My sister was beside herself with excitement as she handed me a cup of tea and told me to get dressed for the hairdressers. Rolling into the hairdressers at 8:30am on a Saturday is not something I’ll be repeating again (with the exception of other people’s weddings if required). As I no longer live in the area I was at a loss of what to do, luckily Mum grabbed the idea and booked us all in to her usual salon – bridesmaids included! It was such a lovely way to start the day with everyone together, laughing and joking. I wanted to let the girls decide how to have their hair and by some random twist of fate, they all chose the same style – impressive! As I sat having my hair twisted and pinned up, I scrolled through the many texts that were coming through to my phone and laughed along with everyone. Even when Hairdresser Sarah wedged my veil hard into the back of my head it still didn’t feel like it was actually my wedding day. Playing dress-up anyone?

It seems wandering through the streets of Canterbury complete with swanky hair and a veil at 10am on Saturday generates rather a lot of attention. From people staring as they walked past and others yelling ‘congratulations’ from the other side of the street, I was already starting to feel my tummy flip at being the centre of attention. I’m not very good at it, preferring to let others take centre stage and just watch from the background.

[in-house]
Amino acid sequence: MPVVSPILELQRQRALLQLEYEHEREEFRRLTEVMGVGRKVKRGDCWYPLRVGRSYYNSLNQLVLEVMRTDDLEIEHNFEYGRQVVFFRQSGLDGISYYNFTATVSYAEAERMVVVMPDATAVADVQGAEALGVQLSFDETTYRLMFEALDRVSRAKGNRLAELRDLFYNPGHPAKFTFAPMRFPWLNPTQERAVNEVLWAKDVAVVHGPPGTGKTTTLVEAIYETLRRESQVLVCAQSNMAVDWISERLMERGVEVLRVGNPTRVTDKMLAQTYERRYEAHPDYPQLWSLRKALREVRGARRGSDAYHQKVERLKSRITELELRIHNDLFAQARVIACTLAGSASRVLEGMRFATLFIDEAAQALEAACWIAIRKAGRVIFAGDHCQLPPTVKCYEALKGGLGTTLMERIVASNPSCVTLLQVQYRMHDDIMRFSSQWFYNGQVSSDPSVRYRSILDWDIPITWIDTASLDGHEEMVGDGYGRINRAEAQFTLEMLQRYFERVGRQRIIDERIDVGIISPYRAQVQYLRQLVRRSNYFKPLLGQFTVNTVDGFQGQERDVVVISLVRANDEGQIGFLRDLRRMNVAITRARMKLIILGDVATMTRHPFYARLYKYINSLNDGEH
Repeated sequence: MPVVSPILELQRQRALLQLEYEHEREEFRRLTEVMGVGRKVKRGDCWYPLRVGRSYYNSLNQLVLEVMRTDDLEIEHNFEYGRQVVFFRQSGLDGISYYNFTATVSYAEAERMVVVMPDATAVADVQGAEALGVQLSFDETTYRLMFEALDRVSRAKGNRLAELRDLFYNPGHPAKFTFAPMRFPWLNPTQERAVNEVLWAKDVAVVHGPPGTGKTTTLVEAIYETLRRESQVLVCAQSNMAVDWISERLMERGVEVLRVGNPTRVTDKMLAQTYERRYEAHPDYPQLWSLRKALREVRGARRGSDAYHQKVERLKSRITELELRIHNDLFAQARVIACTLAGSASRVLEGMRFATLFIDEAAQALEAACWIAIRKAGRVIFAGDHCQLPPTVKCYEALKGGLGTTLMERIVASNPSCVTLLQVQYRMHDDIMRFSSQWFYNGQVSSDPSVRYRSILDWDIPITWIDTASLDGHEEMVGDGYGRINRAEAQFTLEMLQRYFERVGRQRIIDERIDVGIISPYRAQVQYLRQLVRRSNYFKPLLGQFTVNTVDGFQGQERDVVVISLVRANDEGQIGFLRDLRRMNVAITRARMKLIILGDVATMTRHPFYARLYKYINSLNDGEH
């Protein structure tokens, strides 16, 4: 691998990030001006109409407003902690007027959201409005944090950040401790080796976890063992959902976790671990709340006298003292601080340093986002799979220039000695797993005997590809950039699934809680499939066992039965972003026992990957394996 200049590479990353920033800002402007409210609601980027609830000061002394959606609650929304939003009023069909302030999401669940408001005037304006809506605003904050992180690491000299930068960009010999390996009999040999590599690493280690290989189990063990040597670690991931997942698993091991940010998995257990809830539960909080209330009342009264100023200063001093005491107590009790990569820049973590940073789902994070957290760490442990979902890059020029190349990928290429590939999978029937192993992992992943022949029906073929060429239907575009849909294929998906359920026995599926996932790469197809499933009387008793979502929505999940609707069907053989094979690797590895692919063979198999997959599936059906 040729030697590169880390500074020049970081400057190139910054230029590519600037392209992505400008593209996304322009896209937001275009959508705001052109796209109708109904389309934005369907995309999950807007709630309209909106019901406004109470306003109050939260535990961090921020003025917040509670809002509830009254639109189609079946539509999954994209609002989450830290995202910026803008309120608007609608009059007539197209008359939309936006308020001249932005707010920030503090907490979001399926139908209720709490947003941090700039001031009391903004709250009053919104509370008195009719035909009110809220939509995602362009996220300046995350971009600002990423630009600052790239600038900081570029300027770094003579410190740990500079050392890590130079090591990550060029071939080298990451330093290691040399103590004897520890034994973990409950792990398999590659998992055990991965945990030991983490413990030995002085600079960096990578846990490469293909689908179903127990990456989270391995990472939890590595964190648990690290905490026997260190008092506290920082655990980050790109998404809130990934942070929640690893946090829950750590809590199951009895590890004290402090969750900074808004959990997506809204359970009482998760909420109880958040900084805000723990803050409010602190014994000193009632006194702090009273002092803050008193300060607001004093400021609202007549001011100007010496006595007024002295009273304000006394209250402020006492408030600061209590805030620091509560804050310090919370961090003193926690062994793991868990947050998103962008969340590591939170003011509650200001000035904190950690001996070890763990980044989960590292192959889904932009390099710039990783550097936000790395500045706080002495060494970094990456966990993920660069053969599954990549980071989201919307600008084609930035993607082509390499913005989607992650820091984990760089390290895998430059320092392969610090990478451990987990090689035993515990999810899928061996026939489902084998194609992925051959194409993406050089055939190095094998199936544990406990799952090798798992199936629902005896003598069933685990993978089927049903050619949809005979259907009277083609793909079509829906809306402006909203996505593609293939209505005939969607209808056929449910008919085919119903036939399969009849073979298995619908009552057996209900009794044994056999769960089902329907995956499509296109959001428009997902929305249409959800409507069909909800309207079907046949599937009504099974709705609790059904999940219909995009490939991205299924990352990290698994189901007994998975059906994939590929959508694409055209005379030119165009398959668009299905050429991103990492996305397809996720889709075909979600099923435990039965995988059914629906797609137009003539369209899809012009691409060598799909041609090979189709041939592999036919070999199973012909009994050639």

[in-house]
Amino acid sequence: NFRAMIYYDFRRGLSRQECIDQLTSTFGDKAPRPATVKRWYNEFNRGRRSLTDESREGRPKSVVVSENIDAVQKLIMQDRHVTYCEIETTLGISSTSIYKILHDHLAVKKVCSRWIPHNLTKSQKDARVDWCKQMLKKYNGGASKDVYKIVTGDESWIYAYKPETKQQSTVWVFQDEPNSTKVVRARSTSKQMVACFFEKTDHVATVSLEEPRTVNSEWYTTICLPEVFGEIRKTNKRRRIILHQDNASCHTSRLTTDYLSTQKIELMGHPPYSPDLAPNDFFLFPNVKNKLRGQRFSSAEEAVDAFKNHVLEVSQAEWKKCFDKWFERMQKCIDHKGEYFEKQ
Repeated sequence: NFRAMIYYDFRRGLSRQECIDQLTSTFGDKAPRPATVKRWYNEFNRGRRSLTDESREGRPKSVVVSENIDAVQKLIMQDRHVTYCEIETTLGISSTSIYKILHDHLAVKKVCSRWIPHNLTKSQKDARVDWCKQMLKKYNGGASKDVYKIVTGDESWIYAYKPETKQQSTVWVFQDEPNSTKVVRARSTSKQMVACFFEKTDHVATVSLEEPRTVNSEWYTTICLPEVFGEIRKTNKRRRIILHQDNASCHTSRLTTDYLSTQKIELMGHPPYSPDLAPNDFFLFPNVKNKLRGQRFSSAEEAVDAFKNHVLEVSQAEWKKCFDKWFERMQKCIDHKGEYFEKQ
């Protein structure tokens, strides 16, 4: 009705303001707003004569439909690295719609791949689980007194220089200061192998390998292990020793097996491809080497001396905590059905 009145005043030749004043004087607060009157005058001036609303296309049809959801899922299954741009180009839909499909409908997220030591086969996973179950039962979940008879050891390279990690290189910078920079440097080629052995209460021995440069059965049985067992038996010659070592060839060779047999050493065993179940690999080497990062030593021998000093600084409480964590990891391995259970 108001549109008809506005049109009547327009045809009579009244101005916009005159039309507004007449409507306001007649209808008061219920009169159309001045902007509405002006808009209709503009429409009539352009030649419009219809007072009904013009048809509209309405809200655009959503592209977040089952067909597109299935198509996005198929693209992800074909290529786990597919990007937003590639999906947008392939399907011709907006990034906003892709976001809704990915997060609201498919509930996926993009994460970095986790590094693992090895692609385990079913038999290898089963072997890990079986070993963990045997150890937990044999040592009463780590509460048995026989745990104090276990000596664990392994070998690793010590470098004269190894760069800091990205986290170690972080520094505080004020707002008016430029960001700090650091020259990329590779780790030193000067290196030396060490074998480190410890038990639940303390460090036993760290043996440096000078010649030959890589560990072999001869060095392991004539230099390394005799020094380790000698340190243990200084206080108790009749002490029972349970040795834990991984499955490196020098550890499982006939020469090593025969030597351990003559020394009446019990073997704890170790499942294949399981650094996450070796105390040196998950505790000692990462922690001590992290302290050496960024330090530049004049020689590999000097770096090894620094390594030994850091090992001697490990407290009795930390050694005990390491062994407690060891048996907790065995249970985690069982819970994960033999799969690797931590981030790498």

I’m pretty hopeless with make-up and just don’t make enough time to experiment so I knew there was no chance of me doing it myself. However, one of my sister’s best friends is a make-up artist and saved the day. She made me up so beautifully that it stayed perfect all day – she was also around later on to make sure I touched up my lipstick before the photos!

From this point, I don’t think my feet touched the ground for the rest of the day.

Dad was sent to the supermarket for drinks and snacks – returning with arms full of yummy sandwiches and cakes. He was then sent to my uncle’s to get ready whilst us girls flitted around the house in a haze of (more) hairspray and enough makeup to fill the counter in Boots. The girls wriggled zips and hips getting each other into their dresses, they were a little on the snug side thanks to the ‘pull me in’ waistband and corset top. And the florist arrived with the flowers – and oh, did they arrive!

I had been rather demanding about what the bouquets looked like. I have always loved hydrangeas and wanted white ones for my bouquet and yellow for the bridesmaids – turns out yellow hydrangeas don’t exist (who knew?!) so we compromised and went for something else instead. I still don’t know what they were! My main request was that my bouquet was ‘bigger than my head’ and the florist had promised it would be. When they arrived at the front door, the flowers were just the right size and more beautiful than I had imagined they would be.